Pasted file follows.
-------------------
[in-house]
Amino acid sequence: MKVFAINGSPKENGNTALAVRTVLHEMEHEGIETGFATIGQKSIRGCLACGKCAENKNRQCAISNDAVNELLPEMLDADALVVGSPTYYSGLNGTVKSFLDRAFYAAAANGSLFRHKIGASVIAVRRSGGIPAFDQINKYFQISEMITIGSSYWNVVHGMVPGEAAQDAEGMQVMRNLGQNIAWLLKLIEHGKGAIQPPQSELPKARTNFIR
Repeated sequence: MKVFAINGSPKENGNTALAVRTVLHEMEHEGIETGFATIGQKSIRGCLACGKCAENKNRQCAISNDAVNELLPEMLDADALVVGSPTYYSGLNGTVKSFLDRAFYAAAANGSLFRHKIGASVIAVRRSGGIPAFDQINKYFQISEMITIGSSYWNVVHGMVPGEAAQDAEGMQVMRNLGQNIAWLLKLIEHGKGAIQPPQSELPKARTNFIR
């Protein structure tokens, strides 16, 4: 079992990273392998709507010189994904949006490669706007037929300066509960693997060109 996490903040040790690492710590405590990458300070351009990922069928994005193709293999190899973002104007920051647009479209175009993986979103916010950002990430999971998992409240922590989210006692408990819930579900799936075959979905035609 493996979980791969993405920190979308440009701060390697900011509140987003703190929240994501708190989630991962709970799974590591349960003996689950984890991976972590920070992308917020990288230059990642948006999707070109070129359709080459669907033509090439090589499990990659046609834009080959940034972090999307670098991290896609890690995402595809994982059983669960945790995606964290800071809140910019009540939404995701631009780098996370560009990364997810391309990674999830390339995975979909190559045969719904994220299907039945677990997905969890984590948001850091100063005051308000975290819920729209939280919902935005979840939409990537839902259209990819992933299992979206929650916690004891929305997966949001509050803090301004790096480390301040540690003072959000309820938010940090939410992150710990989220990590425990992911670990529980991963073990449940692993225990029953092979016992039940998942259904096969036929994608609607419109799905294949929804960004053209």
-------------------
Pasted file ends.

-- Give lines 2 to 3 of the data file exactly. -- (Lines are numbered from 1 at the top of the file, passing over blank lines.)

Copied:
Amino acid sequence: MKVFAINGSPKENGNTALAVRTVLHEMEHEGIETGFATIGQKSIRGCLACGKCAENKNRQCAISNDAVNELLPEMLDADALVVGSPTYYSGLNGTVKSFLDRAFYAAAANGSLFRHKIGASVIAVRRSGGIPAFDQINKYFQISEMITIGSSYWNVVHGMVPGEAAQDAEGMQVMRNLGQNIAWLLKLIEHGKGAIQPPQSELPKARTNFIR
Repeated sequence: MKVFAINGSPKENGNTALAVRTVLHEMEHEGIETGFATIGQKSIRGCLACGKCAENKNRQCAISNDAVNELLPEMLDADALVVGSPTYYSGLNGTVKSFLDRAFYAAAANGSLFRHKIGASVIAVRRSGGIPAFDQINKYFQISEMITIGSSYWNVVHGMVPGEAAQDAEGMQVMRNLGQNIAWLLKLIEHGKGAIQPPQSELPKARTNFIR